|The Warwickshire Centenary Way|
Abbey Road ....
Today I was to enjoy the company of Lenscap (Dave) for this, the fourth instalment of the Warwickshire Centenary Way and I was treated to a series of text updates as to his whereabouts before he arrived …
I am just leaving the house
I am just about to go into Morrisons
I am just leaving Morrisons
… which allowed me to time leaving the house to a nicety (thank God though, that he didn’t feel the need for visiting any public conveniences on his way over – nobody needs that level of detail in a text.)
We set off for Stoneleigh using our respective Satnavs, and travelled via completely different routes to arrive at the village almost at the same time. Under low
Leaving Coombe Abbey Park
early on a Monday morning - a shadow of the place I had arrived at on the end of the last walk. No crowds, kids, dogs, ice-cream-vans, noise, or cars jockeying for the few remaining parking slots. I have to say I felt it was an improvement. We started the walk on the long drive leading away from the Coombe Abbey Hotel and I filmed one of many Naff Commentary clips where Lenscap Dave and DFO, the world’s worst double-act, talk nonsense (and do it very well).
Crime scene ....
We set off down along the arrow-straight ribbon of asphalt, heading out of Coombe Abbey Park, crossing over the B4027 , and onto a bridleway which continued the line taken by the Abbey drive, off into distant trees. Open fields to either side left us exposed to the elements, emphasising just how nippy the early morning breeze was, and how close we were to autumn. I expect to complete this walk sometime in November, by which time the golden leaves will have fallen, and winter will be in control with the trees stripped bare and a raw wind to hurry you along. We passed through young woodland of Birch and Rowan and discovered a ribbon of police incident tape, wound about several trees and sectioning off a patch of brambles and nettles. Having first ascertained that there was no grisly corpse hiding in the undergrowth, and also that Inspector Barnaby had long since left the scene, we investigated it a little more closely. There seemed to be nothing untoward, so Lenscap insisted that I get under the tape and have my picture taken, crouched down and examining a twig (new series coming to BBC soon – DCI Walford, The Rambling Sleuth).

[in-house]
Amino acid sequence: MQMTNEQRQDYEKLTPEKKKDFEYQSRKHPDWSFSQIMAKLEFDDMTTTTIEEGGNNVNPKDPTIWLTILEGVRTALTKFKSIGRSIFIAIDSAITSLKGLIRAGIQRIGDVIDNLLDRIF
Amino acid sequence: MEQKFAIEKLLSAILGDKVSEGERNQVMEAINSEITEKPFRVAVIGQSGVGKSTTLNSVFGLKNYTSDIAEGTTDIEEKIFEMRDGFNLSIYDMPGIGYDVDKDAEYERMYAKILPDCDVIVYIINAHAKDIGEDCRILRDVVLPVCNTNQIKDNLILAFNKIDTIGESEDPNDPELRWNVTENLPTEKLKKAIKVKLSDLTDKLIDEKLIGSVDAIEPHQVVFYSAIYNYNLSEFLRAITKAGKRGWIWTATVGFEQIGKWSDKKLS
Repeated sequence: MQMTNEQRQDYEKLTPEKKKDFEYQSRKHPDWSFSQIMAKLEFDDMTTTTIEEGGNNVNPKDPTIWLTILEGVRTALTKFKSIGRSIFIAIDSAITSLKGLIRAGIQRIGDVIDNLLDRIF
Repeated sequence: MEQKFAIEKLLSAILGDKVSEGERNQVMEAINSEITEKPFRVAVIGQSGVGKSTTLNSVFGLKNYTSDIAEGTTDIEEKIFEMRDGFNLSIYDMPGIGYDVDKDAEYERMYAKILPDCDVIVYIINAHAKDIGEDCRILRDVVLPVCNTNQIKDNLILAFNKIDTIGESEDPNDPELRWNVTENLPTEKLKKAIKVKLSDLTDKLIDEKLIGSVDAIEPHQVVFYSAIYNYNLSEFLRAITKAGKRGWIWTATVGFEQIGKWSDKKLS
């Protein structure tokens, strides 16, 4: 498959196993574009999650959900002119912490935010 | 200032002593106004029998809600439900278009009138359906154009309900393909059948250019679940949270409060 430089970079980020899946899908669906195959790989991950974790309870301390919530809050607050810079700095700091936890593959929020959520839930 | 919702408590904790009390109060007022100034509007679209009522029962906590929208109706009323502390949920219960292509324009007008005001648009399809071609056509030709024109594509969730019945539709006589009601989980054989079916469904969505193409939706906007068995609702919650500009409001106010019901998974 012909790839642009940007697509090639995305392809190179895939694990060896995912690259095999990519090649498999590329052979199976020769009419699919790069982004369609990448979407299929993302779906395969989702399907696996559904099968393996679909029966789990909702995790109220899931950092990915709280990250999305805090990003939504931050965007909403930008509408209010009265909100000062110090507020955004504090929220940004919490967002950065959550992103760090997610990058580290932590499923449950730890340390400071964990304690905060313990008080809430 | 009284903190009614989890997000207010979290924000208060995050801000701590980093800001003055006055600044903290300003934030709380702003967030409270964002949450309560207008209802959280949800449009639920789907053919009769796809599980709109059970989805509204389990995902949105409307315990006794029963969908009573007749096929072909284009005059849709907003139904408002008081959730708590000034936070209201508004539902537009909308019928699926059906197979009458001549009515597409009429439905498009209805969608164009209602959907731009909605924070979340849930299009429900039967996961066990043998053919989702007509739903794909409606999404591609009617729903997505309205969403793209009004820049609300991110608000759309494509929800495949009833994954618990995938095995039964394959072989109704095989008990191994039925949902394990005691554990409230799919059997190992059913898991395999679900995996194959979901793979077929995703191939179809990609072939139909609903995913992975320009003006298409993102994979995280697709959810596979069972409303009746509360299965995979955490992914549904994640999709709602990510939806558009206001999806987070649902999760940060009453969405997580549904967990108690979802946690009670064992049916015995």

Thatched Cottage at Brandon
We took a meandering course through the village, passing under a stone railway bridge (its scarred archway witness to the generations of truck drivers who had attempted to take a low bridge with a high load) and over a rickety wooden bridge across the fledgling River Avon. This footbridge acted as the boundary between Brandon and the neighbouring village of which had cows grazing the village green in front of a row of cottages, and a solid looking church ahead of us; an instantly likeable place.
No sense of direction but a good sense of smell ....
There have been occasions where I have vented my frustration about the vagaries of guide books and today's walk was to be no different. We followed the instructions carefully to find ourselves at the war memorial in the centre of the village. Lenscap spied a village shop and set off, muttering about chocolate bars, so I sat next to the stream that ran in a brick culvert along the high street and enjoyed a Naff Commentary moment. I read the next set of instructions while I waited and by the time Lenscap returned I was confident about the way forward, a confidence which soon evaporated as the guide book began issuing instructions that bore no relationship to our surroundings - a tell-tale sign that you are perhaps not where you ought to be. After much head scratching and GPS gazing we worked out that we should never have ended up on the high street at all but needed to take a small alleyway near a school which was mentioned by the guidebook almost as an afterthought – so we missed it. We located the school gates, where a mum was giving her husband\partner an earful via her mobile phone.